Senator John Kerry, D-Mass.
New York Times
September 6, 2002
WASHINGTON -- It may well be that the United States will go to war with Iraq. But if so, it should be because we have to -- not because we want to. For the American people to accept the legitimacy of this conflict and give their consent to it, the Bush administration must first present detailed evidence of the threat of Iraq's weapons of mass destruction and then prove that all other avenues of protecting our nation's security interests have been exhausted. Exhaustion of remedies is critical to winning the consent of a civilized people in the decision to go to war. And consent, as we have learned before, is essential to carrying out the mission. President Bush's overdue statement this week that he would consult Congress is a beginning, but the administration's strategy remains adrift.
Regime change in Iraq is a worthy goal. But regime change by itself is not a justification for going to war. Absent a Qaeda connection, overthrowing Saddam Hussein -- the ultimate weapons-inspection enforcement mechanism -- should be the last step, not the first. Those who think that the inspection process is merely a waste of time should be reminded that legitimacy in the conduct of war, among our people and our allies, is not a waste, but an essential foundation of success.
If we are to put American lives at risk in a foreign war, President Bush must be able to say to this nation that we had no choice, that this was the only way we could eliminate a threat we could not afford to tolerate.
In the end there may be no choice. But so far, rather than making the case for the legitimacy of an Iraq war, the administration has complicated its own case and compromised America's credibility by casting about in an unfocused, overly public internal debate in the search for a rationale for war. By beginning its public discourse with talk of invasion and regime change, the administration has diminished its most legitimate justification of war -- that in the post-Sept. 11 world, the unrestrained threat of weapons of mass destruction in the hands of Saddam Hussein is unacceptable and that his refusal to allow in inspectors is in blatant violation of the United Nations 1991 cease-fire agreement that left him in power.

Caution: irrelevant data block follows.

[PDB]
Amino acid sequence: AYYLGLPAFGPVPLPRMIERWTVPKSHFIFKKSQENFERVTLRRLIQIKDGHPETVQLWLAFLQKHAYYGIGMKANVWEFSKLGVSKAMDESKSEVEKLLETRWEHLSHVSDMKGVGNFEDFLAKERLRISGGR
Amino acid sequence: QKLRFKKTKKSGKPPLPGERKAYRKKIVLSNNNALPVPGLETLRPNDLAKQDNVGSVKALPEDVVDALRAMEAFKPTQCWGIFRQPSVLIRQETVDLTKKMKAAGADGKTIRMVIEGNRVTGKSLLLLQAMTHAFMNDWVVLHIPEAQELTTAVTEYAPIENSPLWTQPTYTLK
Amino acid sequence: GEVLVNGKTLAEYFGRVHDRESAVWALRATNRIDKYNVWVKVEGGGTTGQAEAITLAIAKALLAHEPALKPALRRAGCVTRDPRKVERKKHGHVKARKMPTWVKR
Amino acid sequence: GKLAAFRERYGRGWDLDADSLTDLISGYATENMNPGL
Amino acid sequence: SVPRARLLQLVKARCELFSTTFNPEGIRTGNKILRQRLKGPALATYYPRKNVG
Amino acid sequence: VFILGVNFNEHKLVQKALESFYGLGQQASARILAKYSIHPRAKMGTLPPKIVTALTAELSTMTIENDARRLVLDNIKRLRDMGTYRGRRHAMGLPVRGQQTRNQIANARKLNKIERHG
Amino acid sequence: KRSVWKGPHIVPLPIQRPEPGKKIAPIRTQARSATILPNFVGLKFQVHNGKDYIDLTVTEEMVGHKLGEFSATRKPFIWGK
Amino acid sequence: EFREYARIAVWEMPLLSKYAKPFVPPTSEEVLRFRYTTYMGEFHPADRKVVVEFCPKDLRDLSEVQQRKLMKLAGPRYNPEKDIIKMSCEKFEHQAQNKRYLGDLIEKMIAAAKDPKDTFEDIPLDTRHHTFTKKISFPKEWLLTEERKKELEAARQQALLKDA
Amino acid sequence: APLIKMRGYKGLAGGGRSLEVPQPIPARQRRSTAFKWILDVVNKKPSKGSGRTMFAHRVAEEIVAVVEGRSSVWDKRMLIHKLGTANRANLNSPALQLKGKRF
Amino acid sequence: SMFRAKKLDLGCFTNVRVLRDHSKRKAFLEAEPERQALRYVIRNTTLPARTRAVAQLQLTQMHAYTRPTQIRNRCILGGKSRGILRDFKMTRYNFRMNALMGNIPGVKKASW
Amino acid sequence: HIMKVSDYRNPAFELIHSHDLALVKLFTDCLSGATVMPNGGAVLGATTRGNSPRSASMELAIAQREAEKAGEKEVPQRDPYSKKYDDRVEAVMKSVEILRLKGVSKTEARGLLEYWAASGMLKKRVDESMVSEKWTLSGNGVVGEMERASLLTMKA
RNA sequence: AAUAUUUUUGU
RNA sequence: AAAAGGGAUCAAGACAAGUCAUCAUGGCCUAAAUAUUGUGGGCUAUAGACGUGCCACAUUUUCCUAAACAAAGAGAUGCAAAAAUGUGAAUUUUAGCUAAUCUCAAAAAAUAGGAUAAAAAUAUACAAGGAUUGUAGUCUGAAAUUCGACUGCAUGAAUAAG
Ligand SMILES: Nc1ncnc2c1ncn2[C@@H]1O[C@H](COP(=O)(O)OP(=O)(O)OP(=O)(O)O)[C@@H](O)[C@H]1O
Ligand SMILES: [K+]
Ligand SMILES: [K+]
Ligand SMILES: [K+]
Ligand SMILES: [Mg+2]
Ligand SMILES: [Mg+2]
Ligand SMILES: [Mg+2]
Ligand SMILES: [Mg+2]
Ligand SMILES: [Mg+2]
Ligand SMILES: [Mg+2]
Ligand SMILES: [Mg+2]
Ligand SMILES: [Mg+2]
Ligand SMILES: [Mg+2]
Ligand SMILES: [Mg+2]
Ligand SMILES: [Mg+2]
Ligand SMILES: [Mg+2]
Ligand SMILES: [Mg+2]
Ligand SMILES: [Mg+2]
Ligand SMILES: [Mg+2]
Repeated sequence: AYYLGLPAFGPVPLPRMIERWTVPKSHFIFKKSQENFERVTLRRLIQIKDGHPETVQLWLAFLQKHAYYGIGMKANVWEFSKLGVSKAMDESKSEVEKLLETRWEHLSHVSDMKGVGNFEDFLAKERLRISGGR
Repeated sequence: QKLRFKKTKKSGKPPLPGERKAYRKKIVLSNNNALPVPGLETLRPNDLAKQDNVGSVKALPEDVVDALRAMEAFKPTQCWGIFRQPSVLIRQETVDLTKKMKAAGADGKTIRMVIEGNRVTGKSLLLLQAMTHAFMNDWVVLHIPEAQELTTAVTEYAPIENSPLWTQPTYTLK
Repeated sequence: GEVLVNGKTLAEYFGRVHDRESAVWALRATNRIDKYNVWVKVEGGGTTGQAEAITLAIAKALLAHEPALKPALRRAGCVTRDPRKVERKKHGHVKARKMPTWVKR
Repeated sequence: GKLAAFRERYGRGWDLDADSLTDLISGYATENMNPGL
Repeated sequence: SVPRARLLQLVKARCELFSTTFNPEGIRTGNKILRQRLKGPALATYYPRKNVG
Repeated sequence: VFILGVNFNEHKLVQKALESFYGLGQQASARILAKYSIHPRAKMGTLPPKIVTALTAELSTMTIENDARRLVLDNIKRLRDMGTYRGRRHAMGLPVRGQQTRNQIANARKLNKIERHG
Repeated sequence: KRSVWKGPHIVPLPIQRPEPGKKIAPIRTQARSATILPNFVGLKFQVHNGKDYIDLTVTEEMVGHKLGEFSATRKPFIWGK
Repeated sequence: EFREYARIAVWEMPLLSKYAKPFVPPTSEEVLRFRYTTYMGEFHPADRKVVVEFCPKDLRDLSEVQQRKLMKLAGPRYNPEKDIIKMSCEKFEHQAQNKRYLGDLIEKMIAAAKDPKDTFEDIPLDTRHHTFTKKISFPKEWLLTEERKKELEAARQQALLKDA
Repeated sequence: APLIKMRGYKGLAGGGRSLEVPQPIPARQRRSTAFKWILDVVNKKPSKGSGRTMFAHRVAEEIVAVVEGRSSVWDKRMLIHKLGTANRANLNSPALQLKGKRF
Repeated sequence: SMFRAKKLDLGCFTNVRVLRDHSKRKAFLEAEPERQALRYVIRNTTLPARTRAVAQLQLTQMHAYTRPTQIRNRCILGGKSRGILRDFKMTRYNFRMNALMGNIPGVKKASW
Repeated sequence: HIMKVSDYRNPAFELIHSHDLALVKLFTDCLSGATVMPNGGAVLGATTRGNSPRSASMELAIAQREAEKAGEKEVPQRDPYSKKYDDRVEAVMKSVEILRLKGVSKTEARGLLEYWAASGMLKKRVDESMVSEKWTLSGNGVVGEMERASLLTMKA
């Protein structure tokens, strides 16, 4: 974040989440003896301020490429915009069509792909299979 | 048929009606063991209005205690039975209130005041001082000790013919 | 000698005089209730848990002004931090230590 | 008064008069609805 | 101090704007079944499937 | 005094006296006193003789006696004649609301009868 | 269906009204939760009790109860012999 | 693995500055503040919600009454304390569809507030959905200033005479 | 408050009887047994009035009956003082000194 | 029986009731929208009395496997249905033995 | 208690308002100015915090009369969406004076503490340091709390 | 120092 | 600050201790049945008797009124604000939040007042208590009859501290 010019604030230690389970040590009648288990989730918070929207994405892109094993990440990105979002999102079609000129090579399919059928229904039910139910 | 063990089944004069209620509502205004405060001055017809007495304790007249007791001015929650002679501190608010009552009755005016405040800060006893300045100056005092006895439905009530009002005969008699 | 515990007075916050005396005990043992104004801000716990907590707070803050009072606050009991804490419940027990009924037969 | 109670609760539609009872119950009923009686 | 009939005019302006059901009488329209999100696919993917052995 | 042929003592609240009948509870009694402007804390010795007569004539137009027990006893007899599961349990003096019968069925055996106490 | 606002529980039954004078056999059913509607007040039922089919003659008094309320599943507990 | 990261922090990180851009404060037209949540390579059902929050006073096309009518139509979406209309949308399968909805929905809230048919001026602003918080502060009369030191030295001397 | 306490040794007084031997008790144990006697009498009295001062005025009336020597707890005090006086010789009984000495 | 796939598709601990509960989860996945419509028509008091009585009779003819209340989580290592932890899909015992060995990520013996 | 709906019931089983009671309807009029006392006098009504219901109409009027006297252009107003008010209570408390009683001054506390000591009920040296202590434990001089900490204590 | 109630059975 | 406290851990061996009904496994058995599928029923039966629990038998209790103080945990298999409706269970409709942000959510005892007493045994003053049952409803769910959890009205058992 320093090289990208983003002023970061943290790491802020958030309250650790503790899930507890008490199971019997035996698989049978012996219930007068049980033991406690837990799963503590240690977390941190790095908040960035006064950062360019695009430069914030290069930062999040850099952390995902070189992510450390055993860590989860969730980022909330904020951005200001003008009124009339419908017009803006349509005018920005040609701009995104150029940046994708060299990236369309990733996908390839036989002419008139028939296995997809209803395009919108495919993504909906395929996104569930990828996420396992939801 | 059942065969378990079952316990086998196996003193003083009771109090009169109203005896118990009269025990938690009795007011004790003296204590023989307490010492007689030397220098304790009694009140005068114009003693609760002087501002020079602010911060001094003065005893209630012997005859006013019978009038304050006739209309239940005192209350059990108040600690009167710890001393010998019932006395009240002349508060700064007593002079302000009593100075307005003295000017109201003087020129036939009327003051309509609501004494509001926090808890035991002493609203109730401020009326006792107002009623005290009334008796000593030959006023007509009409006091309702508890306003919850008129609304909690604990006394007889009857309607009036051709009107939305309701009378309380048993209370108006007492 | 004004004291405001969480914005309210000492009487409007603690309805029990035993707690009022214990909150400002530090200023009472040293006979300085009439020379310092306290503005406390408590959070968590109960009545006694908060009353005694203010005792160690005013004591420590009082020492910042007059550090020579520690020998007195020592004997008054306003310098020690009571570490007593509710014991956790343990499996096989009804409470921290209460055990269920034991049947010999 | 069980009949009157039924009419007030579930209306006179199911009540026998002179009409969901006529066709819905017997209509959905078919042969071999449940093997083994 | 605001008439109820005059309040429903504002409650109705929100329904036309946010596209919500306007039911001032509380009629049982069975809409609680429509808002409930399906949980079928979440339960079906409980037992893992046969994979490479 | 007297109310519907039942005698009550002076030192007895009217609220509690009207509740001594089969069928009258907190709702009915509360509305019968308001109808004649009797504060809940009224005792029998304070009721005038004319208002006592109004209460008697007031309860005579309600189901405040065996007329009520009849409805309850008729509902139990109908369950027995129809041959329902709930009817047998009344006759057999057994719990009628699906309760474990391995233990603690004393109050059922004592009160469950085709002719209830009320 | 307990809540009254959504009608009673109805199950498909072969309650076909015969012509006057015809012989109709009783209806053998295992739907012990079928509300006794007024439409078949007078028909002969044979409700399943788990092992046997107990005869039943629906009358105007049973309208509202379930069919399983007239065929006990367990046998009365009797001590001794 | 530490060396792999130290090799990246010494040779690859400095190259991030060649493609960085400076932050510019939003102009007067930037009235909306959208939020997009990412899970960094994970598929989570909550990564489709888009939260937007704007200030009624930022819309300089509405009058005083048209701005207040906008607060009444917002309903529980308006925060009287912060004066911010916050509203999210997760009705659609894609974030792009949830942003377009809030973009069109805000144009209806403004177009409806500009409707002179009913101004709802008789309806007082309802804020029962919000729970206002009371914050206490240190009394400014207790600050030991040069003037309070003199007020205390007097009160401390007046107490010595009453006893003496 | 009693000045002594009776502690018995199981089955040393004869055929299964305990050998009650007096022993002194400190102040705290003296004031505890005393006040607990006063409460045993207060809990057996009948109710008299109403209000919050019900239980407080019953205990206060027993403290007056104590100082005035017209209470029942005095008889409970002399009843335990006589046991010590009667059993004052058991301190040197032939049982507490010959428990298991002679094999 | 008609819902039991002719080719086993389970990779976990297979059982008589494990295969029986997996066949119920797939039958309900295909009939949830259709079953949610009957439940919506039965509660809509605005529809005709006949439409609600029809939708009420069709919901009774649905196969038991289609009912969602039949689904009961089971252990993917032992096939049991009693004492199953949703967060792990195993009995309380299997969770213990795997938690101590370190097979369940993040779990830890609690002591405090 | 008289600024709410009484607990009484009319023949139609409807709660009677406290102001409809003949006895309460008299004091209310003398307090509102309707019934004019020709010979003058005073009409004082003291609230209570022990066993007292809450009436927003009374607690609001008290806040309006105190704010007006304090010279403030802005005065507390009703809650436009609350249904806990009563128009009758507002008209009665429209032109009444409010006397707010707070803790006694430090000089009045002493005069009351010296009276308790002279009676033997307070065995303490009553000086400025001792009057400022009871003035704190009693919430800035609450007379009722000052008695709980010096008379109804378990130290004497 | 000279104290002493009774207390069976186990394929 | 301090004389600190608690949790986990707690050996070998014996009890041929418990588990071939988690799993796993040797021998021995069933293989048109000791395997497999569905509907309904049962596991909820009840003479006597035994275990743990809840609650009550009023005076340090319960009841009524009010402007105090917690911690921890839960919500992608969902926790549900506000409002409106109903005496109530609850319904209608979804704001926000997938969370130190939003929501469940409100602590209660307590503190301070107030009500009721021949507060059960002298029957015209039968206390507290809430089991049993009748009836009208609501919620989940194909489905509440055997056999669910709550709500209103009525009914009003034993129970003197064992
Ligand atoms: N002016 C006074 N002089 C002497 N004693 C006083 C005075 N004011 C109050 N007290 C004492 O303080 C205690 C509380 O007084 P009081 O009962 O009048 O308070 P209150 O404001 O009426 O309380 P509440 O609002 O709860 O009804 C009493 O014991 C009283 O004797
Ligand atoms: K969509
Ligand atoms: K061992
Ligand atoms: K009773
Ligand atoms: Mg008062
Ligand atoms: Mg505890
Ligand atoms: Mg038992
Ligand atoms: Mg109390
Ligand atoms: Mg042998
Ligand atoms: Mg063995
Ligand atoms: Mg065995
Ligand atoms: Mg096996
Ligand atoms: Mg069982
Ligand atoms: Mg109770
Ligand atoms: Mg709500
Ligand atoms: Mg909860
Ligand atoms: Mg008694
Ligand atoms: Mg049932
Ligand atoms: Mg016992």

The administration's hasty war talk makes it much more difficult to manage our relations with other Arab governments, let alone the Arab street. It has made it possible for other Arab regimes to shift their focus to the implications of war for themselves rather than keep the focus where it belongs -- on the danger posed by Saddam Hussein and his deadly arsenal. Indeed, the administration seems to have elevated Saddam Hussein in the eyes of his neighbors to a level he would never have achieved on his own.
There is, of course, no question about our capacity to win militarily, and perhaps to win easily. There is also no question that Saddam Hussein continues to pursue weapons of mass destruction, and his success can threaten both our interests in the region and our security at home. But knowing ahead of time that our military intervention will remove him from power, and that we will then inherit all or much of the burden for building a post-Saddam Hussein Iraq, is all the more reason to insist on a process that invites support from the region and from our allies. We will need that support for the far tougher mission of ensuring a future democratic government after the war.
The question is not whether we should care if Saddam Hussein remains openly scornful of international standards of behavior that he agreed to live up to. The question is how we secure our rights with respect to that agreement and the legitimacy it establishes for the actions we may have to take. We are at a strange moment in history when an American administration has to be persuaded of the virtue of utilizing the procedures of international law and community -- institutions American presidents from across the ideological spectrum have insisted on as essential to global security.
For the sake of our country, the legitimacy of our cause and our ultimate success in Iraq, the administration must seek advice and approval from Congress, laying out the evidence and making the case. Then, in concert with our allies, it must seek full enforcement of the existing cease-fire agreement from the United Nations Security Council. We should at the same time offer a clear ultimatum to Iraq before the world: Accept rigorous inspections without negotiation or compromise. Some in the administration actually seem to fear that such an ultimatum might frighten Saddam Hussein into cooperating. If Saddam Hussein is unwilling to bend to the international community's already existing order, then he will have invited enforcement, even if that enforcement is mostly at the hands of the United States, a right we retain even if the Security Council fails to act. But until we have properly laid the groundwork and proved to our fellow citizens and our allies that we really have no other choice, we are not yet at the moment of unilateral decision-making in going to war against Iraq.
John F. Kerry, a Democrat, is a senator from Massachusetts.